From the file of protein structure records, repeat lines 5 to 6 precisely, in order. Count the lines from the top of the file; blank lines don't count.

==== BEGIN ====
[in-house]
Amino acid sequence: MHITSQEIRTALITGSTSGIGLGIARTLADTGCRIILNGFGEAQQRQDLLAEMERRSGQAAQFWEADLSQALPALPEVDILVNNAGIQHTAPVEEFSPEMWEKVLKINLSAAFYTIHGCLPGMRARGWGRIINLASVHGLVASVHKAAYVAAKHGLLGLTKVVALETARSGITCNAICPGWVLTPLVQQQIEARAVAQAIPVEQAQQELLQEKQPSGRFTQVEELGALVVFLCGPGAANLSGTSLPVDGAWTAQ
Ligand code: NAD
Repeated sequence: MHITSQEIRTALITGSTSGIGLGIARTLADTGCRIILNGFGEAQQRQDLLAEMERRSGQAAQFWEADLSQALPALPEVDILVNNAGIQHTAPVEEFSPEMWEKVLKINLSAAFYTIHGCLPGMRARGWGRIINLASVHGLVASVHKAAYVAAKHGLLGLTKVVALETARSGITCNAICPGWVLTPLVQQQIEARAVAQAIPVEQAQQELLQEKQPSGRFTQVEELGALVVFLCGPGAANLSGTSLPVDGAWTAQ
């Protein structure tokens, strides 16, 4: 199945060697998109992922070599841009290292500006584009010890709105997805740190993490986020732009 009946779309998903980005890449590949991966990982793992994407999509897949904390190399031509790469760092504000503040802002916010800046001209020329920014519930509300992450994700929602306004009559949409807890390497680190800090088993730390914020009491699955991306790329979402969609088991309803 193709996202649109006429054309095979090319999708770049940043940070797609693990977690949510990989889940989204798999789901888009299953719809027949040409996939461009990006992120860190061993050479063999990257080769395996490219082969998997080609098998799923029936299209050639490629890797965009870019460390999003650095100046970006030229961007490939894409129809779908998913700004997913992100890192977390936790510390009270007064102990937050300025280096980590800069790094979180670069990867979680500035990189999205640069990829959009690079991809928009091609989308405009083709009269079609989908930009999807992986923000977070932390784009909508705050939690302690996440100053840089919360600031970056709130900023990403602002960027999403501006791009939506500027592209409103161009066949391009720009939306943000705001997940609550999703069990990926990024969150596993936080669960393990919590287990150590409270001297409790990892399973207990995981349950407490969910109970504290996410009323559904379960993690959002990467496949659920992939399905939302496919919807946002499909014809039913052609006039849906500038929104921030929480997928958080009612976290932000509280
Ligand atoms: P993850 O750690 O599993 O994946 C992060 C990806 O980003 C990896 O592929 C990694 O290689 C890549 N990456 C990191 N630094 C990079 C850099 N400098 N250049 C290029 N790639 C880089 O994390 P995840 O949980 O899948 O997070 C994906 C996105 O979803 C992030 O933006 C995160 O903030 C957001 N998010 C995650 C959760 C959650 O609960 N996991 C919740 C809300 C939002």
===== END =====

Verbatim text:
């Protein structure tokens, strides 16, 4: 199945060697998109992922070599841009290292500006584009010890709105997805740190993490986020732009 009946779309998903980005890449590949991966990982793992994407999509897949904390190399031509790469760092504000503040802002916010800046001209020329920014519930509300992450994700929602306004009559949409807890390497680190800090088993730390914020009491699955991306790329979402969609088991309803 193709996202649109006429054309095979090319999708770049940043940070797609693990977690949510990989889940989204798999789901888009299953719809027949040409996939461009990006992120860190061993050479063999990257080769395996490219082969998997080609098998799923029936299209050639490629890797965009870019460390999003650095100046970006030229961007490939894409129809779908998913700004997913992100890192977390936790510390009270007064102990937050300025280096980590800069790094979180670069990867979680500035990189999205640069990829959009690079991809928009091609989308405009083709009269079609989908930009999807992986923000977070932390784009909508705050939690302690996440100053840089919360600031970056709130900023990403602002960027999403501006791009939506500027592209409103161009066949391009720009939306943000705001997940609550999703069990990926990024969150596993936080669960393990919590287990150590409270001297409790990892399973207990995981349950407490969910109970504290996410009323559904379960993690959002990467496949659920992939399905939302496919919807946002499909014809039913052609006039849906500038929104921030929480997928958080009612976290932000509280
Ligand atoms: P993850 O750690 O599993 O994946 C992060 C990806 O980003 C990896 O592929 C990694 O290689 C890549 N990456 C990191 N630094 C990079 C850099 N400098 N250049 C290029 N790639 C880089 O994390 P995840 O949980 O899948 O997070 C994906 C996105 O979803 C992030 O933006 C995160 O903030 C957001 N998010 C995650 C959760 C959650 O609960 N996991 C919740 C809300 C939002």